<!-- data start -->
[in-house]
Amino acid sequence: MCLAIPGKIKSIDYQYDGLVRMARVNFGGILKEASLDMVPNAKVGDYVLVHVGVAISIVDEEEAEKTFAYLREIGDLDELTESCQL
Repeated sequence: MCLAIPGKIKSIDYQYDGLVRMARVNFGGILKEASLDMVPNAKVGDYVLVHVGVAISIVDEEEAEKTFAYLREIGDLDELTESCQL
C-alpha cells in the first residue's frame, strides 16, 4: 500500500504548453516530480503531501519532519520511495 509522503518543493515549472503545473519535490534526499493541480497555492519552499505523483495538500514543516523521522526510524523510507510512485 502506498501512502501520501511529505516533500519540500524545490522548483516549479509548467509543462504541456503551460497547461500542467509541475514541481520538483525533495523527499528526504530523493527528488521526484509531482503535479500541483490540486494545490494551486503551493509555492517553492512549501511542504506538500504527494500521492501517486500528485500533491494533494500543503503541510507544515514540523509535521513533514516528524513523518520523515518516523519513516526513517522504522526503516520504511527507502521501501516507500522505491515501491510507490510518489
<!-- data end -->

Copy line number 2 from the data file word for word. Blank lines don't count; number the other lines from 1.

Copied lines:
Amino acid sequence: MCLAIPGKIKSIDYQYDGLVRMARVNFGGILKEASLDMVPNAKVGDYVLVHVGVAISIVDEEEAEKTFAYLREIGDLDELTESCQL